What is the role of an SLE?

It’s a few weeks since my SLE accreditation training and this post aims to capture some of my reflections on the day.

I wouldn’t be surprised if you hadn’t heard of SLEs. Until a couple of months ago I hadn’t either! SLE stands for specialist leader of education and the role is all about supporting leaders in other schools. My specialism is special educational needs and disability (SEND) and the post was established by our local alliance of schools, which serves as a teaching school. There are nine other SLEs in the alliance, with a variety of specialisms, including assessment, initial teacher training and teaching and learning.

The training day, at a local teaching school, involved about twenty newly appointed SLEs from other parts of the region and two trainers, both experienced SLEs. We had a range of experience – primary and secondary, mainstream and special – but, as we found out in the first session, we had a common purpose. We had all applied for and taken on the role because we wanted to make a difference. We wanted to support colleagues in other schools and help them develop their capacity to improve outcomes for their pupils.

SLEs work in different ways: individually and in teams; sometimes with one or two teachers, sometimes with whole school teams; some SLEs provide training, others have helped schools to form networks and working groups. The common theme, for me, is that SLEs stand alongside colleagues as they develop provision that meets the needs of their pupils and their setting.

I found the day inspirational. The trainers congratulated us on our appointment, talked of the expertise and potential in the room, and set the scene for some interesting and exciting work. As a group, we shared our ideas and expectations, listened to each other and talked about how to be most effective in our new role. Emotional intelligence was seen as key, as was the ability to observe, listen and analyse evidence in different forms. We discussed how best to support colleagues and facilitate change. It felt good that many of the topics resonated with me, re-confirming my thoughts about effective leadership and school improvement.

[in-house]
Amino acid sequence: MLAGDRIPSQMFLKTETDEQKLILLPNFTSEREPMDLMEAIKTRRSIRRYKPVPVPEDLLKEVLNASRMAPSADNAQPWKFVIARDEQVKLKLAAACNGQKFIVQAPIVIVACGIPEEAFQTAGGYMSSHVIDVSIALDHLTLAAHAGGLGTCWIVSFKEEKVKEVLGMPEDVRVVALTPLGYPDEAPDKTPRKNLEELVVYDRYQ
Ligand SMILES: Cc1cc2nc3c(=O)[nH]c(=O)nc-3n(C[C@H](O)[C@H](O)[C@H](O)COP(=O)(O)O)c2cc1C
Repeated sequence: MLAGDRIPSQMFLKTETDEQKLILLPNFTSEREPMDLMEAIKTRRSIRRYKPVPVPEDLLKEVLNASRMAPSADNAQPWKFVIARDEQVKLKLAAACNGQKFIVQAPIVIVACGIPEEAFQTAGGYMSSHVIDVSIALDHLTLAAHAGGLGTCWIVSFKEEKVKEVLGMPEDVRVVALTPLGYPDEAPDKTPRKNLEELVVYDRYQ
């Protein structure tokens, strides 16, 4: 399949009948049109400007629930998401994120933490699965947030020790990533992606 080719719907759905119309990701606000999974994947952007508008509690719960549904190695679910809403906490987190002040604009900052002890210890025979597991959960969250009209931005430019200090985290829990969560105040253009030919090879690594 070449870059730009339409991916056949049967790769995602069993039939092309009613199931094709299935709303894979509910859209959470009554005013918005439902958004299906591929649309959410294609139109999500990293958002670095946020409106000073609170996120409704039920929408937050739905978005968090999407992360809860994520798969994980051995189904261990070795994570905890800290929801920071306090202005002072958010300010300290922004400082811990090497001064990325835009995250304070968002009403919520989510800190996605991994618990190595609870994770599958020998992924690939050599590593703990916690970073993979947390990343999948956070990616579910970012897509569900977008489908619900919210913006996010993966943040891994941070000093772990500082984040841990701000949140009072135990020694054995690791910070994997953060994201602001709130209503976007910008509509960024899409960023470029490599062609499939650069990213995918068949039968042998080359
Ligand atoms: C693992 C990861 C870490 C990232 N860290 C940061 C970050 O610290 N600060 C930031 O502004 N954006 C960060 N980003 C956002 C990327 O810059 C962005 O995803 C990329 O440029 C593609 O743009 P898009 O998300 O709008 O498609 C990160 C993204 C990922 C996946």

The afternoon was spent working on a mock project. We were taken on a learning walk around the school in teams of three or four – access all areas. Then we were given time to consider what we had seen and plan some feedback for members of the school’s senior leadership team. This exercise gave us the chance to talk about our conclusions, ask questions and have a go at helping the leaders to reflect on what was going well and what might be areas for development. It was a real privilege to have the time to step back, look around the school and have time to reflect in this way. I came away looking forward to my first project as an SLE.

I intend to blog about my work to help me reflect and learn from the experience, so if you’re an SLE with any tips or advice it would be great to hear from you.

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